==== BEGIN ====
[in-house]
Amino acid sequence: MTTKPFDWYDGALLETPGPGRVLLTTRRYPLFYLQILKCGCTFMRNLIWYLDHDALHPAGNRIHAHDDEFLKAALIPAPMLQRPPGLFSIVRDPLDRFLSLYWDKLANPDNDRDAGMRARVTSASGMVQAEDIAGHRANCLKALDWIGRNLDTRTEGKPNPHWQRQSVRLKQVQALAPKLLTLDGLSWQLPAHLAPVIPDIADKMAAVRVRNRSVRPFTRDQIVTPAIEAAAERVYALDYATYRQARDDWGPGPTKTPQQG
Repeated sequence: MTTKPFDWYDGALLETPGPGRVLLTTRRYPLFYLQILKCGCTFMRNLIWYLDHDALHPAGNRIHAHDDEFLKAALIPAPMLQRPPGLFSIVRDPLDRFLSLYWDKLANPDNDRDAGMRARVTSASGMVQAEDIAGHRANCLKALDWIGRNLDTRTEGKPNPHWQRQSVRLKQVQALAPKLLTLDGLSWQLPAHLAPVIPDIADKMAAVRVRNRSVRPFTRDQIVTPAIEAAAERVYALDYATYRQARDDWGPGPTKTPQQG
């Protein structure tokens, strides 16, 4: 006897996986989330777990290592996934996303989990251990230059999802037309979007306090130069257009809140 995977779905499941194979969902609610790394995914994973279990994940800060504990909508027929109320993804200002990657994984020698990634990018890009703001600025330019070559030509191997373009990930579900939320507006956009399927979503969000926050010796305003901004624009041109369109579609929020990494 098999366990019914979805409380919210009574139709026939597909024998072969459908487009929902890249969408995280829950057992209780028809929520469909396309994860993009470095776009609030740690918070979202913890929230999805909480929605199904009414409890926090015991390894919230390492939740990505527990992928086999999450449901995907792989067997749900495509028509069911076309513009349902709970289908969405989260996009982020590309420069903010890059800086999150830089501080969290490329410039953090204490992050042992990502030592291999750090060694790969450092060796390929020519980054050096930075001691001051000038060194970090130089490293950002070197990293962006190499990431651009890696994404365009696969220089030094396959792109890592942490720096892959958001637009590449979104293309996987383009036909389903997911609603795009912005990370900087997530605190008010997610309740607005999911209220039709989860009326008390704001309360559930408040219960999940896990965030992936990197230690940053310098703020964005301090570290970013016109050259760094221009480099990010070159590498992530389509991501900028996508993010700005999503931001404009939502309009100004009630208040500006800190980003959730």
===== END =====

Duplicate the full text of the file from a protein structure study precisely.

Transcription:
[in-house]
Amino acid sequence: MTTKPFDWYDGALLETPGPGRVLLTTRRYPLFYLQILKCGCTFMRNLIWYLDHDALHPAGNRIHAHDDEFLKAALIPAPMLQRPPGLFSIVRDPLDRFLSLYWDKLANPDNDRDAGMRARVTSASGMVQAEDIAGHRANCLKALDWIGRNLDTRTEGKPNPHWQRQSVRLKQVQALAPKLLTLDGLSWQLPAHLAPVIPDIADKMAAVRVRNRSVRPFTRDQIVTPAIEAAAERVYALDYATYRQARDDWGPGPTKTPQQG
Repeated sequence: MTTKPFDWYDGALLETPGPGRVLLTTRRYPLFYLQILKCGCTFMRNLIWYLDHDALHPAGNRIHAHDDEFLKAALIPAPMLQRPPGLFSIVRDPLDRFLSLYWDKLANPDNDRDAGMRARVTSASGMVQAEDIAGHRANCLKALDWIGRNLDTRTEGKPNPHWQRQSVRLKQVQALAPKLLTLDGLSWQLPAHLAPVIPDIADKMAAVRVRNRSVRPFTRDQIVTPAIEAAAERVYALDYATYRQARDDWGPGPTKTPQQG
């Protein structure tokens, strides 16, 4: 006897996986989330777990290592996934996303989990251990230059999802037309979007306090130069257009809140 995977779905499941194979969902609610790394995914994973279990994940800060504990909508027929109320993804200002990657994984020698990634990018890009703001600025330019070559030509191997373009990930579900939320507006956009399927979503969000926050010796305003901004624009041109369109579609929020990494 098999366990019914979805409380919210009574139709026939597909024998072969459908487009929902890249969408995280829950057992209780028809929520469909396309994860993009470095776009609030740690918070979202913890929230999805909480929605199904009414409890926090015991390894919230390492939740990505527990992928086999999450449901995907792989067997749900495509028509069911076309513009349902709970289908969405989260996009982020590309420069903010890059800086999150830089501080969290490329410039953090204490992050042992990502030592291999750090060694790969450092060796390929020519980054050096930075001691001051000038060194970090130089490293950002070197990293962006190499990431651009890696994404365009696969220089030094396959792109890592942490720096892959958001637009590449979104293309996987383009036909389903997911609603795009912005990370900087997530605190008010997610309740607005999911209220039709989860009326008390704001309360559930408040219960999940896990965030992936990197230690940053310098703020964005301090570290970013016109050259760094221009480099990010070159590498992530389509991501900028996508993010700005999503931001404009939502309009100004009630208040500006800190980003959730």